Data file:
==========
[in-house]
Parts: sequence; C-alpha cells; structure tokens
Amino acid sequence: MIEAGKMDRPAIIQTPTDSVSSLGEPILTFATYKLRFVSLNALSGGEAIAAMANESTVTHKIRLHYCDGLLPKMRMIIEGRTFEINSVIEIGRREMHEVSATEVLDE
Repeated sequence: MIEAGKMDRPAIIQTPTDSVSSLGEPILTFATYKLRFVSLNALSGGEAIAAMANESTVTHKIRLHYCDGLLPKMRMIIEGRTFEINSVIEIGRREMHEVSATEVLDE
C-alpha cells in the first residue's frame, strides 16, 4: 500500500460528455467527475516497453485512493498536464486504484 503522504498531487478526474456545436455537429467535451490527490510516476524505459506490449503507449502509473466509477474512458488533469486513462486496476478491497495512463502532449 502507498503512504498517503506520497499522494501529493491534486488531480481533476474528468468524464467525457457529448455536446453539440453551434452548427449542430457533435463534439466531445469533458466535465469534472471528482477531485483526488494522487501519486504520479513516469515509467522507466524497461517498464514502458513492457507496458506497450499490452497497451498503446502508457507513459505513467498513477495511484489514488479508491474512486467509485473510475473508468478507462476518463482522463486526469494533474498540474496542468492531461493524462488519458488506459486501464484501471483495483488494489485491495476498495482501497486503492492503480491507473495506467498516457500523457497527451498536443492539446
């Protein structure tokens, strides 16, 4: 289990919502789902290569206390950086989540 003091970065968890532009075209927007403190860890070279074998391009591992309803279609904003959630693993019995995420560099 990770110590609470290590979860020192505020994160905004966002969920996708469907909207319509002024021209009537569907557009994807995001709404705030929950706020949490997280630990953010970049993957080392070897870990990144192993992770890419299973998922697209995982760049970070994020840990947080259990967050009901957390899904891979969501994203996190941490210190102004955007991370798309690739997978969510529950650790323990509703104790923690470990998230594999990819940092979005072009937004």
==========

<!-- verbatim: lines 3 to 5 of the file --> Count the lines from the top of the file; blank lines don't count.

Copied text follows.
Amino acid sequence: MIEAGKMDRPAIIQTPTDSVSSLGEPILTFATYKLRFVSLNALSGGEAIAAMANESTVTHKIRLHYCDGLLPKMRMIIEGRTFEINSVIEIGRREMHEVSATEVLDE
Repeated sequence: MIEAGKMDRPAIIQTPTDSVSSLGEPILTFATYKLRFVSLNALSGGEAIAAMANESTVTHKIRLHYCDGLLPKMRMIIEGRTFEINSVIEIGRREMHEVSATEVLDE
C-alpha cells in the first residue's frame, strides 16, 4: 500500500460528455467527475516497453485512493498536464486504484 503522504498531487478526474456545436455537429467535451490527490510516476524505459506490449503507449502509473466509477474512458488533469486513462486496476478491497495512463502532449 502507498503512504498517503506520497499522494501529493491534486488531480481533476474528468468524464467525457457529448455536446453539440453551434452548427449542430457533435463534439466531445469533458466535465469534472471528482477531485483526488494522487501519486504520479513516469515509467522507466524497461517498464514502458513492457507496458506497450499490452497497451498503446502508457507513459505513467498513477495511484489514488479508491474512486467509485473510475473508468478507462476518463482522463486526469494533474498540474496542468492531461493524462488519458488506459486501464484501471483495483488494489485491495476498495482501497486503492492503480491507473495506467498516457500523457497527451498536443492539446